Defying police warnings, thousands of protesters were marching Saturday in a Hong Kong neighborhood where six days earlier a mob apparently targeting demonstrators brutally attacked people in a train station.
Protesters wearing black streamed through Yuen Long, even though police refused to grant permission for the march, citing risks of confrontations between demonstrators and local residents.
For the protesters, it was a show of defiance against the white-clad assailants who beat dozens of people last Sunday night, including some demonstrators heading home after the latest mass protest in the summer-long pro-democracy movement. Police said some of the attackers at the train station were connected to triad gangs and others were villagers who live in the area.
The streets of Yuen Long became a sea of umbrellas as the march began Saturday afternoon. A symbol going back to the Occupy Central protests that shook Hong Kong in 2014, umbrellas have become tools to help protesters conceal their identities from police cameras as well as shields against tear gas and pepper spray. Some also wore masks to obscure their faces.
“Hong Kong police know the law and break the law,” protesters chanted as they made their way through the streets.
The city’s public transit network announced that its trains would not be making their usual stops in Yuen Long. Several area businesses and public facilities were closed in anticipation of the march. Service at a nursing center was temporarily suspended, and sports venues shut down early.
Hong Kong’s government issued a statement after the march began saying police were “concerned about possible deterioration of the situation.”
“Police appeal to members of the public to stay calm and leave the area as soon as possible as a chaotic scene may ensue within a short period of time,” the statement said.
A few hours before the march started, a man was arrested in Yuen Long for injuring someone with a knife, police said.
Massive demonstrations began in Hong Kong early last month against an extradition bill that would have allowed suspects to face trial in mainland China, where critics say their rights would be compromised. The bill was eventually suspended, but protesters’ demands have grown to include direct elections, the dissolution of the current legislature and an investigation into alleged police brutality in the Chinese territory.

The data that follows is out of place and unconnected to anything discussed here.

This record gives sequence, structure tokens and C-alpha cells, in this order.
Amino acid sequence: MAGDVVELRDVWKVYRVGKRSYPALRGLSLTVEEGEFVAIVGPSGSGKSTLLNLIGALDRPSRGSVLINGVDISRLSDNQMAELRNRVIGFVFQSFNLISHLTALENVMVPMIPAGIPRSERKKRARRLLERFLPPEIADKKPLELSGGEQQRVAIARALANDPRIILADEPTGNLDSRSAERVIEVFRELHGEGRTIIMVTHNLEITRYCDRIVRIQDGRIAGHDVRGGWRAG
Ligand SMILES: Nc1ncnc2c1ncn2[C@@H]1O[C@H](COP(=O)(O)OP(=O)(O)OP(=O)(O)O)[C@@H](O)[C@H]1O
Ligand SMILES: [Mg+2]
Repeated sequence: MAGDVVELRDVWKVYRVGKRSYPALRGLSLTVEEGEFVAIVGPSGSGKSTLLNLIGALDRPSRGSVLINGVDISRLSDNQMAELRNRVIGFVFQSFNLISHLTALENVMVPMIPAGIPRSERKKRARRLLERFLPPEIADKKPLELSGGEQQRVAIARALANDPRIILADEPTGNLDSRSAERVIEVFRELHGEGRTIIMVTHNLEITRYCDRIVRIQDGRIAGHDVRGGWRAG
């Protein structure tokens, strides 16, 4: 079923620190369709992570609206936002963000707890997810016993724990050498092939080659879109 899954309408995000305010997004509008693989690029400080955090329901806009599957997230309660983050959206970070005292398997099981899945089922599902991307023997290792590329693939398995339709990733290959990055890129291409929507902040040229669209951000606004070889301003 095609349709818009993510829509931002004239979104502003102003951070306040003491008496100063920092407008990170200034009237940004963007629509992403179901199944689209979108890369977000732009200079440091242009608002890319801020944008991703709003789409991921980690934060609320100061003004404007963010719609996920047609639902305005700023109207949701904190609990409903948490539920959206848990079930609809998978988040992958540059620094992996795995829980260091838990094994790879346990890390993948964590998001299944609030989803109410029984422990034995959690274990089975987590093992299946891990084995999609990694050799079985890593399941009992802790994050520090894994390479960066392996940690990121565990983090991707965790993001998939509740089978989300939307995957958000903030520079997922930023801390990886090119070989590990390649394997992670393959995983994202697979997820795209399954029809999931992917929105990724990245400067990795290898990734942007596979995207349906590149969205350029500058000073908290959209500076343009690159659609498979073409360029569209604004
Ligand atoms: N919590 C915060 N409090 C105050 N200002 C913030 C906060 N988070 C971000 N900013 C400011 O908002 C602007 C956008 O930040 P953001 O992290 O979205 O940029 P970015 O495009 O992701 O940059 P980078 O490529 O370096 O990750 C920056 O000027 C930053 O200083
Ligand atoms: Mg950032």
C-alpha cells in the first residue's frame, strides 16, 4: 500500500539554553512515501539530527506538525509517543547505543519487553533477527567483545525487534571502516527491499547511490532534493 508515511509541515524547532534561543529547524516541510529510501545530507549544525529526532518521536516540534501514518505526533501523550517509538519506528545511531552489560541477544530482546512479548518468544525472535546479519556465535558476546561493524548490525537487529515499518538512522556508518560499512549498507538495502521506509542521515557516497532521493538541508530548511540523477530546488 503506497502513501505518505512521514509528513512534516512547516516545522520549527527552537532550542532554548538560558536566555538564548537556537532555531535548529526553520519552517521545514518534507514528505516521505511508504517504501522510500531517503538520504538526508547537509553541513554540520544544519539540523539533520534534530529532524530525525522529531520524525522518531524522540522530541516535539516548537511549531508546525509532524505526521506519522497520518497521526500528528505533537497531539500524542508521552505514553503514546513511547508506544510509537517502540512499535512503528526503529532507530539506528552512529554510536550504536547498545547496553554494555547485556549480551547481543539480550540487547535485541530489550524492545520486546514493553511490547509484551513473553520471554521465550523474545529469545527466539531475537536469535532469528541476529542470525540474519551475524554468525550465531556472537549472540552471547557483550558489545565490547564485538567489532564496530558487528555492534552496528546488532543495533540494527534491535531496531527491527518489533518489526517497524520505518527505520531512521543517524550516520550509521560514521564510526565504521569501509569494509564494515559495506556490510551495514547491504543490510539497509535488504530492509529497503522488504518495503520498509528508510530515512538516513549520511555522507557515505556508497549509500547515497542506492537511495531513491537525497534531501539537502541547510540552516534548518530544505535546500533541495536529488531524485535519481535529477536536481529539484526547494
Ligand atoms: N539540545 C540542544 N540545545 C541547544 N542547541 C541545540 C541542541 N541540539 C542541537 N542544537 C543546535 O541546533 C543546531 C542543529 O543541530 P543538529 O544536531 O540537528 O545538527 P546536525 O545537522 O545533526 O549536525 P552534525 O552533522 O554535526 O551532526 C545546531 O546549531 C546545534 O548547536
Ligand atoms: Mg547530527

A former British colony, Hong Kong was returned to China in 1997 under the framework of “one country, two systems.” The arrangement promises the city certain democratic freedoms that are not afforded mainland citizens, but some residents say these liberties have been steadily eroded in recent years after the arrests of booksellers and democracy activists.
A distrust of China’s Communist Party-led central government in Beijing has undergirded the protests this summer. After last Sunday’s march, a group of protesters vandalized Hong Kong’s Liaison Office, which represents the mainland government. They spray-painted the building’s surveillance cameras and threw eggs and black ink at the Chinese national emblem, an act that Beijing has vehemently condemned.
In response to the police’s objection to Saturday’s march in Yuen Long, protesters have cheekily labeled the procession a “shopping trip,” as well as a memorial service for former Chinese premier Li Peng, who died on Monday. Li was a hard-liner best known for announcing martial law during the 1989 Tiananmen Square protests that ended in bloodshed.
Some Yuen Long residents stood outside with signs warning protesters not to enter. For their part, demonstrators pasted calls for democracy on sticky notes around the area.
Associated Press writer Yanan Wang in Beijing and news assistants Nadia Lam, Phoebe Lai and Chanwoo Bang in Hong Kong contributed to this report.